Help a dummie with a firearm problem? : LUSENET : Freedom! self reliance : One Thread

I recently purchsed a scoped .22 rifle for what I thought was a great deal. Great, that is, until I got the gun home. The trigger is stuck in the 'closed' position, as if it had become stuck the last time the rifle was fired. I'll admit, I stupidly thought it was a saftey feature of the rifle, and the trigger would come into the firing position when a round was chambered. Obviously not. I don't believe that the guy intentionally sold me a defective firearm (He's a co-worker and after he sold me the gun, he gave me his surplus ammo) but I'm now concerned that I've purchased a worthless gun. (the scope is worth about what I paid for the combo.) My questions:

Is there an easy way of 'unsticking' a jammed trigger on a bolt-action rifle or do I need to leave it to a gunsmith? Does this mean that the weapon will always be prone to do this? The gun is a Remington 851 .22 bolt-action rimfire.

-- StevenB (, December 10, 2001


You might try the WD 40 saturation and then tap it some. Could be some corrosion has held it up. Triggers are touchy...if it won't come loose with the WD and some tapping, I would take it to someone who knows quite a bit about firearms. I'm just a hack;).

-- Doreen (, December 11, 2001.

1) I agree with Doreen try wd-4o saturation.

2) Is your safety on or off?

3) what happened when you tried to put a shell in the rifle?

One possible cause could be a broken trigger return spring.

If the scope is worth the price of the combo. Then by all means get it fixed. I kinda like the Remington series.

-- Kenneth in N.C. (, December 11, 2001.

Thanks for responding ya'll.

1)Kenneth and Doreen: WD-40... I took the rifle apart last night to see if I could find anything obviously broken and to check if there was any corrosion. There were no signs of any corrosion anywhere and the entire gun seemed well lubricated. In cluding the trigger assembly.

2) Kenneth:Safety off. The safety 'switch' is pushed forward to disengage the bolt and that etire assemly works fine.

3) The round goes into the chamber just fine, both feeding it manually and auto-fed from the magazine. Absoloutly nothing happens to the trigger assembly. Thinking it COULD have been an INCREADIBLY fine hair-trigger I attempted to fire the gun. Nothing happened. There is only about an eighth of an inch gap between the back of the trigger and and the trigger guard.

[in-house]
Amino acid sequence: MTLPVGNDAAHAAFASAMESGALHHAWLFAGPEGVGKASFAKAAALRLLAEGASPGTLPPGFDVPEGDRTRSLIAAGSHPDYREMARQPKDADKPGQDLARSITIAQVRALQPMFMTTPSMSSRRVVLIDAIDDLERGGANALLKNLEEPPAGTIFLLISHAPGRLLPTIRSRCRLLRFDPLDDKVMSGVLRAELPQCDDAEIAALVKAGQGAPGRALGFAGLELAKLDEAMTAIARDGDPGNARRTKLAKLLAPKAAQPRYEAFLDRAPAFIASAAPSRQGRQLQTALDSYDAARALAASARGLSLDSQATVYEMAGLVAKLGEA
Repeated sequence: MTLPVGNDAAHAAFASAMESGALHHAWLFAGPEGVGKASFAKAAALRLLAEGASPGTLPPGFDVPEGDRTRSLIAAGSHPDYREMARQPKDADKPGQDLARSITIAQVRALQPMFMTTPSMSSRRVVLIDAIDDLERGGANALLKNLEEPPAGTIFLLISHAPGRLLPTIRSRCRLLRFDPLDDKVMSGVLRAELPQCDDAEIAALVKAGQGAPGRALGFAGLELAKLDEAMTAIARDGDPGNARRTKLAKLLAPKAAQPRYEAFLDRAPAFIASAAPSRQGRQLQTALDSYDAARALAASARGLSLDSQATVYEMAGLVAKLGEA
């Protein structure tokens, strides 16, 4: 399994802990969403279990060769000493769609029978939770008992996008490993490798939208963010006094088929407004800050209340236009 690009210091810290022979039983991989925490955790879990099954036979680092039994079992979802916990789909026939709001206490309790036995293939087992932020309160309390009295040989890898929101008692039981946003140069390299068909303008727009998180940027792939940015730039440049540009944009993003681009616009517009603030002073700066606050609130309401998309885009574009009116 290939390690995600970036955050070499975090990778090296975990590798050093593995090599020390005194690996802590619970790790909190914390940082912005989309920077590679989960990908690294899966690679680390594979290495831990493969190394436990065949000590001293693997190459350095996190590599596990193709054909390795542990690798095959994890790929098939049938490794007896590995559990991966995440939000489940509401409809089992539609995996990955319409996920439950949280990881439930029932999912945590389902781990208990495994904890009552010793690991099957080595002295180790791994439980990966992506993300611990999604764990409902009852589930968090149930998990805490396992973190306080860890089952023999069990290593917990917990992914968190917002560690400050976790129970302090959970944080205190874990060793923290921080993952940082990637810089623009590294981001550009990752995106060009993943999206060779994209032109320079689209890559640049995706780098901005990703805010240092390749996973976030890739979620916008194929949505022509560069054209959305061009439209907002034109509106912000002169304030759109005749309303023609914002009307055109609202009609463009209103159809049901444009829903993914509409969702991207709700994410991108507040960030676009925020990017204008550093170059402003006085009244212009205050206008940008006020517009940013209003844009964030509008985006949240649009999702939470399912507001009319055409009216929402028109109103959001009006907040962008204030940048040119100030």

I had done some research last night on the weapon and had come to the exact same conclusion: It may be the trigger return spring. I'm keeping my ears open for a good gunsmith in the area, as I am going to get the rifle fixed. Thanks for the help.

-- StevenB (, December 12, 2001.

StevenB Since you've already had it apart Sounds like you could make this repair yourself. The return spring runs about $2.25 s&h included from Wolf Springs. I'm sure there's plenty of other sellers online that could fix you right up. In the past I've made springs out of pieces and parts laying around. Yup my wife says I'm a packrat "But those old parts do come in handy." I think if you still have it apart look for the indention where a spring would go. You should be able to move the trigger forward then chamber a round and at least see it fire. Good Kuck and be safe.

-- Kenneth in N.C. (, December 13, 2001.

Luck that is (sheesh) BTW the library may have a book on auto- loaders. Ours has a pretty fair collection.

Let us know how it goes.

-- Kenneth in N.C. (, December 13, 2001.

The trigger mechanism is enclosed in a pinned metal housing about 1" x 2". It is most assuredly not open to view. The trigger return spring is apparently within that mechanism. Even if its not the spring, the problem is definately somewhere in this small metal housing. As its pinned together, I'd rather a gunsmith look at it now than have me butcher it up, just to have a more expensive repair from the gunsmith later. ;^)

UPDATE: Finally found a reputable gunsmith in the area. He came highly reccommended from 2 different sources. I'll let ya'll know what happens.

-- StevenB (, December 13, 2001.

Final Update:

It was the trigger return spring. It was stretched, not broken. It was apparently caused by leaving the gun cocked for 10 years. He re-strtched it, and told me to be careful; that the safety worked, but the trigger operated once right after he fixed it with the safety ON. I told him to order a new spring, I'd feel MUCH better. No problem. The cost for the 'temporary' repair, the spring and the cost to replace the spring when it gets here-$10.00 total.

-- StevenB (, December 19, 2001.

Egggggcelllent! Not too shabby for a repair bill. Let us know how it performs when you get it out;).

-- Doreen (, December 19, 2001.

StevenB if you want to give that Remington 851 to a good neighbor. I could send ya my address. :o)

Sounds like a simple repair. I agree go with the new spring. Just stretching one won't retemper it.

-- Kenneth in N.C. (, December 20, 2001.

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